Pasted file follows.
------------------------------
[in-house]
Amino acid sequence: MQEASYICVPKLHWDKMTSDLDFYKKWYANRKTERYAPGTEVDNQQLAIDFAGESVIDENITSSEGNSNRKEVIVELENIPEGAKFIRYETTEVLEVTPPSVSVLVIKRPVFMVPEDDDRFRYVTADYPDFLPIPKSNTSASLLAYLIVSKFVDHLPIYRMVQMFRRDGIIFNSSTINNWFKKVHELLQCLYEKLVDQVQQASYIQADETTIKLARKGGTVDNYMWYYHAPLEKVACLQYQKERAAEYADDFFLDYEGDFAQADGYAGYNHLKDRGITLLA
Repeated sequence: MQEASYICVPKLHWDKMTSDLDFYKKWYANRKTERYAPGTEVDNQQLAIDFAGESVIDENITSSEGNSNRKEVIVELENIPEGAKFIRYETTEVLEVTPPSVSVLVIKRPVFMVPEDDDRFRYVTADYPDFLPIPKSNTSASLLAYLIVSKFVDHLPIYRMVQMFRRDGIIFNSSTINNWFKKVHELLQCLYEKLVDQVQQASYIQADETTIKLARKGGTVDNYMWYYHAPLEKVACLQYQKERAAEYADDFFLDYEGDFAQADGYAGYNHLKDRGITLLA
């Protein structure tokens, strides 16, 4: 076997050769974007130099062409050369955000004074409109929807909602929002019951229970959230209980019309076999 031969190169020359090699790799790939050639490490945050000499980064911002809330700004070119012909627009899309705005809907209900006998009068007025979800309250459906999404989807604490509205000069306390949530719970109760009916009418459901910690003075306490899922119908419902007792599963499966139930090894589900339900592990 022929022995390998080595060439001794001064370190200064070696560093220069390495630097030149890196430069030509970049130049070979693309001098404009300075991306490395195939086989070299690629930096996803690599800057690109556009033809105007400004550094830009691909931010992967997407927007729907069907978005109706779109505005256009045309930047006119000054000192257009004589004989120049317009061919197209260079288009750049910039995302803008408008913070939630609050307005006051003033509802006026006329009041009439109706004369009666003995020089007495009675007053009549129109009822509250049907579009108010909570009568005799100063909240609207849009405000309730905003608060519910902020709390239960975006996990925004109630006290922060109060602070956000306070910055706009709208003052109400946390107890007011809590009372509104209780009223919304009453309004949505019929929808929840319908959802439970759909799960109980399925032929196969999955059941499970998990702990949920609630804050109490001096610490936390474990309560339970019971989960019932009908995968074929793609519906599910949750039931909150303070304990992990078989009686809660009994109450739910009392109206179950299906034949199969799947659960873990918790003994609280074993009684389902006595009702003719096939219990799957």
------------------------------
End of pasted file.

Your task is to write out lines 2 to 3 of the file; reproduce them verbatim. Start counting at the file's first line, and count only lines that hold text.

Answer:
Amino acid sequence: MQEASYICVPKLHWDKMTSDLDFYKKWYANRKTERYAPGTEVDNQQLAIDFAGESVIDENITSSEGNSNRKEVIVELENIPEGAKFIRYETTEVLEVTPPSVSVLVIKRPVFMVPEDDDRFRYVTADYPDFLPIPKSNTSASLLAYLIVSKFVDHLPIYRMVQMFRRDGIIFNSSTINNWFKKVHELLQCLYEKLVDQVQQASYIQADETTIKLARKGGTVDNYMWYYHAPLEKVACLQYQKERAAEYADDFFLDYEGDFAQADGYAGYNHLKDRGITLLA
Repeated sequence: MQEASYICVPKLHWDKMTSDLDFYKKWYANRKTERYAPGTEVDNQQLAIDFAGESVIDENITSSEGNSNRKEVIVELENIPEGAKFIRYETTEVLEVTPPSVSVLVIKRPVFMVPEDDDRFRYVTADYPDFLPIPKSNTSASLLAYLIVSKFVDHLPIYRMVQMFRRDGIIFNSSTINNWFKKVHELLQCLYEKLVDQVQQASYIQADETTIKLARKGGTVDNYMWYYHAPLEKVACLQYQKERAAEYADDFFLDYEGDFAQADGYAGYNHLKDRGITLLA